Stories hidden in plain sight: a cautionary fable
Welcome to the idyllic Maine town of Squirmworm Bay. News here crawls around, mostly by word of mouth: across the counter at Nematode’s General Store, across the bar at the Nightcrawler Lounge, over the airwaves from WTPW otherwise known as “The Tapeworm.”
Once a week, the rumors that can be verified, the lies that can be exposed, the exaggerations that can be scaled back and the insults that don’t rise to the level of slander get printed in the local weekly newspaper, The Twisted Times. Nearly everyone in town picks up a copy. Those who’ve moved away or are housebound check in via the paper’s Web site. But other than the small population of devoted Squirmwormers, almost nobody else pays attention to the journalistic contortions of Times editor Rap Tutite or ace reporter Tern D’Around.
Oh, once in a great while, somebody at one of the big-city dailies will be thumbing through a copy of the Twisted Times that arrived in the mail several days after it was published. They might spot a humorous piece about a local fisherman who got his head stuck in a bait bucket, and rewrite it (without attribution to the original source) for their paper. Or they might steal an item (again without attribution) on how Selectmen Twitch Wigglesworth and Spy Rall manage to balance the town budget every year by an accounting method they refer to as “wormhole economics.” No mention in the big-city version of the story as to how the locals call the same thing “embezzlement.”
As with most small towns in Maine, the local news stays local.
Once upon a time, it was a little different. The big papers had enough reporters so they could occasionally spare one to actually go to Squirmworm Bay and cover the news firsthand. The larger news organizations also followed politicians around, so they were there if Sen. Topp Spin told the crowd in Squirmworm the exact opposite of what he’d said the day before in Corkscrew Junction. On one occasion, the regional bureau chief for a mid-sized daily even lived in Squirmworm and made sure the town got some coverage.
But those days are gone. The larger papers have too few reporters to waste any of them in little backwaters. The consultants have long since convinced news organizations that nobody cares enough about politics to justify following a candidate around. And high gasoline prices mean nobody lives in remote towns except those who work there. So, if Squirmworm’s resident mad scientist discovers cold fusion or the last lobsterman of the day notices terrorists in scuba gear under the town pier, word of these events might be a long time reaching the rest of the world.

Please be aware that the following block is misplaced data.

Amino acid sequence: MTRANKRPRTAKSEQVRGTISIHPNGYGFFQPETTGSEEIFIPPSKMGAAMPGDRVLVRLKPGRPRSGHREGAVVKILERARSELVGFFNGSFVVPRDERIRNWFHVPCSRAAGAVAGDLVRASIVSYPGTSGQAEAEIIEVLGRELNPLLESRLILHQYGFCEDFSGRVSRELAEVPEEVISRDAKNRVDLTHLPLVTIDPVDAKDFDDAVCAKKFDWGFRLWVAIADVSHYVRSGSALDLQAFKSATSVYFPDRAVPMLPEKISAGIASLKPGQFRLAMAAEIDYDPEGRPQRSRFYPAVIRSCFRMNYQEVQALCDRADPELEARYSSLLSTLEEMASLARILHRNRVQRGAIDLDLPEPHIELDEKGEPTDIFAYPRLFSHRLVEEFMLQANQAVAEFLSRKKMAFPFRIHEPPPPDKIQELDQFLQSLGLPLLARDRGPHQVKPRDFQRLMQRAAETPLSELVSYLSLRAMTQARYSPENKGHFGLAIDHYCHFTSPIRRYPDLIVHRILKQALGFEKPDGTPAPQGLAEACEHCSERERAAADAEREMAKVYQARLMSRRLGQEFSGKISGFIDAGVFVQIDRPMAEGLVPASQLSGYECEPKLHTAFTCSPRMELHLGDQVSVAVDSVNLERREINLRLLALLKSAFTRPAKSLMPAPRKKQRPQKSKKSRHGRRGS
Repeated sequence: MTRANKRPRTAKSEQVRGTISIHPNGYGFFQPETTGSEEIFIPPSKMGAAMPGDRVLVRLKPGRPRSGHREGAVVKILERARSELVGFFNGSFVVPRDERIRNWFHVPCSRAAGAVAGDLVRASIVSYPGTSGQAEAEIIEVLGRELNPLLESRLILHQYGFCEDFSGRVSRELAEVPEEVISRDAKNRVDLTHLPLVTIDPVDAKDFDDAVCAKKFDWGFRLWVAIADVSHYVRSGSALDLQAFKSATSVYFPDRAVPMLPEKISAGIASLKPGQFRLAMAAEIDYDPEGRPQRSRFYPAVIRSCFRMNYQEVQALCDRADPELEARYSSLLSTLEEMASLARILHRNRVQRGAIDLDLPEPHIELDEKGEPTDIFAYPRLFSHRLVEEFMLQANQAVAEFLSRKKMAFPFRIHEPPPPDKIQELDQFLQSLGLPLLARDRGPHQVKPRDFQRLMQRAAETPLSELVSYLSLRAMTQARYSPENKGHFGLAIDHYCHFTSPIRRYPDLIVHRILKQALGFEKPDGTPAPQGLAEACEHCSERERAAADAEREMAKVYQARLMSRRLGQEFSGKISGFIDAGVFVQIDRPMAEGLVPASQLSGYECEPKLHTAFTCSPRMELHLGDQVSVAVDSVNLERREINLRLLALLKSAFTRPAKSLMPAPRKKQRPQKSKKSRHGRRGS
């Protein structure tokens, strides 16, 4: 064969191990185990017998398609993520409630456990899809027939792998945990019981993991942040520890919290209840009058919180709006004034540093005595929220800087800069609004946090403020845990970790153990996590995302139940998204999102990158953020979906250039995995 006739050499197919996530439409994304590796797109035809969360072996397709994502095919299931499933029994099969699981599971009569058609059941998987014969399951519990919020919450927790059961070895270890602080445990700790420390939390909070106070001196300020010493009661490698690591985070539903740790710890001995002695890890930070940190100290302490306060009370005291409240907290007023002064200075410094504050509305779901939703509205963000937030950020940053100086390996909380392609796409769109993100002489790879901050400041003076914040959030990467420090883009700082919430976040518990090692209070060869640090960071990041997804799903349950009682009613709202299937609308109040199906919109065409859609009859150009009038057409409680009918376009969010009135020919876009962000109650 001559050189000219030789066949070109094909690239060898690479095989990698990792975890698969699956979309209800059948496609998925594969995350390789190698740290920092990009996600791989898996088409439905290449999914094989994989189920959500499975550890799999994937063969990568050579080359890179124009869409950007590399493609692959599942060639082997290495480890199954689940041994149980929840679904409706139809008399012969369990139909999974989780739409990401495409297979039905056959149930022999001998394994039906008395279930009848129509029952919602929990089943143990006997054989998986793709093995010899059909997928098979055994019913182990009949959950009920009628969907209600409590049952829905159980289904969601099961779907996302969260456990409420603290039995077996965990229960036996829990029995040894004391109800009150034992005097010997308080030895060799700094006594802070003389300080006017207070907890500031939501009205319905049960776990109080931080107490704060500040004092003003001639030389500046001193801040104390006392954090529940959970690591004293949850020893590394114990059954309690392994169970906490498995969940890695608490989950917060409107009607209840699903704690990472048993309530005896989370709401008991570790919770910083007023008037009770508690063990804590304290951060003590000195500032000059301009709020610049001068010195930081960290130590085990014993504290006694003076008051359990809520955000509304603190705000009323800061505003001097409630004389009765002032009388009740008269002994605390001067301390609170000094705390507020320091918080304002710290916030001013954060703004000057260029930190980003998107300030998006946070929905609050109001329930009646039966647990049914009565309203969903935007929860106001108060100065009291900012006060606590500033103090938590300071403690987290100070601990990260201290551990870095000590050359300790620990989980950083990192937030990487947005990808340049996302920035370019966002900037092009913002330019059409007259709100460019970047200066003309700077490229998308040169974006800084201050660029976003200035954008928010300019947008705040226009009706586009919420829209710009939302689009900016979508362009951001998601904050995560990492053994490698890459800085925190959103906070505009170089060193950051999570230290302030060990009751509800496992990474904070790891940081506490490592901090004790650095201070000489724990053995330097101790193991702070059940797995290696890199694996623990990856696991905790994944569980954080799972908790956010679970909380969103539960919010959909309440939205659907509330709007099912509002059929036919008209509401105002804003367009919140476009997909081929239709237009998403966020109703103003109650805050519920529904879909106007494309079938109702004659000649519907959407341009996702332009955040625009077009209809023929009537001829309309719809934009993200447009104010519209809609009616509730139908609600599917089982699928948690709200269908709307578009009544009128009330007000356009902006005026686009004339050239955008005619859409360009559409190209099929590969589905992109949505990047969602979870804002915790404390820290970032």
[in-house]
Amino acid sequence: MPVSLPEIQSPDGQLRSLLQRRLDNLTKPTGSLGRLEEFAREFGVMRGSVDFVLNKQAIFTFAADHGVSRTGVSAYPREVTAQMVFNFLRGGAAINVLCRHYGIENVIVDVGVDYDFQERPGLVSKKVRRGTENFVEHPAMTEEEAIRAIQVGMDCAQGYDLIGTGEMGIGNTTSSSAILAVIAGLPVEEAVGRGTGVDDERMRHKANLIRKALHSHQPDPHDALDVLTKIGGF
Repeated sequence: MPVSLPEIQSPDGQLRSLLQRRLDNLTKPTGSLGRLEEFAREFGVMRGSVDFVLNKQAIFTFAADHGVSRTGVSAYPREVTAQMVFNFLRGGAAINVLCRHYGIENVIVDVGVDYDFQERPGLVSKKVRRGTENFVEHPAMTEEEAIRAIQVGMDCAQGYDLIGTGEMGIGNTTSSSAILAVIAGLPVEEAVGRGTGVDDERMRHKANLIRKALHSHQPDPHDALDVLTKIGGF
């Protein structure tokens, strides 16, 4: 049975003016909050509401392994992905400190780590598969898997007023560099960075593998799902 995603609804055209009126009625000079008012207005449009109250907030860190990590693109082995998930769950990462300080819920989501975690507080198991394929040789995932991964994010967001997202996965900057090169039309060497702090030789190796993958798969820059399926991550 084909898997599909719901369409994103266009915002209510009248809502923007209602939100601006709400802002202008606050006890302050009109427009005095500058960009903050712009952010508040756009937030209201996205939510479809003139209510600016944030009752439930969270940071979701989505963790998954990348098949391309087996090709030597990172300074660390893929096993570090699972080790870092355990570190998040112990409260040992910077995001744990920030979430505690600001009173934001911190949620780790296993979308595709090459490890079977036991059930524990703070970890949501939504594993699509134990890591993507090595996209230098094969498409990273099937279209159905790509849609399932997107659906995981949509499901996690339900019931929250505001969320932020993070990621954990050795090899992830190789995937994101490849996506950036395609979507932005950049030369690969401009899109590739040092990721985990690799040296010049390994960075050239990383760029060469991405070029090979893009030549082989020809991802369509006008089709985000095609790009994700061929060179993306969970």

News, some frustrated journalists used to joke, is anything that happens near an editor or – even better – an editor’s spouse. That’s not quite as funny as it used to be.
Editors and their spouses may rent a cottage in Squirmworm Bay for a week or two each summer, during which time their contact with the locals will be limited to being overcharged for gas, firewood and the “Screwdriver Special” at the Nightcrawler (“You want curly fries with that?”).
“Nothing ever happens there,” the editor will tell his staff when he returns. “That’s why I like it.”
It might be years before anyone from outside the town notices the Methodist church is now practicing cannibalism, and the hardware-store owner is installing machine-gun turrets on his roof and landmines in his front yard.
Surely, I can hear some non-Squirmwormers say, such activities wouldn’t escape the watchful eye of the major wire services. After all, wire-service reporters draw information from a wide variety of sources, ranging from their own reporting to that of the staffs at most of the state’s dailies and TV stations.
Unfortunately for the wires, no small-town weeklies subscribe to their services. Too expensive. So, even if a wire reporter notices these scoops, the service can’t pick up stories from non-member papers, unless one of its own reporters goes out and does the reporting all over again.
How likely is that to happen? Just listen to this actual transcript of a wire-service story conference that I just made up.
Reporter: It looks like the Methodists in Squirmworm Bay are making Yankee pot roast out of human beings for their Saturday evening church suppers.
Editor: You know who my wife ran into the other day? The valedictorian of her high-school class. She sells real estate, now. Married to an insurance guy. Drives a Volvo. Has two kids. Real interesting. We should do a feature on her.
Reporter: It also looks like al Qaeda is using the Squirmworm town pier to prepare for a major terrorist attack.
Editor: I saw a wild turkey by the side of the road on my way in today. We should do a feature on that. And maybe one on robins. Like where they go in the winter.
Reporter: The local paper seems to think the selectmen in Squirmworm are stealing tax money.
Editor: For Halloween this year, let’s interview my neighbor. He’s a pumpkin farmer. But don’t make it too scary.
What goes on in rural Maine stays in rural Maine. Even if it might be important to the rest of the state. Somehow this absurd dictum has become a law of journalism at the state’s major media outlets.
We could be missing out on great discoveries. We could be ignoring amazing achievements. We could be doomed. Although it’s more likely we’re just being lied to and robbed.
Fortunately, most of us won’t know anything about all that until a couple of weeks after it’s too late.
Al Diamon can be e-mailed at firstname.lastname@example.org.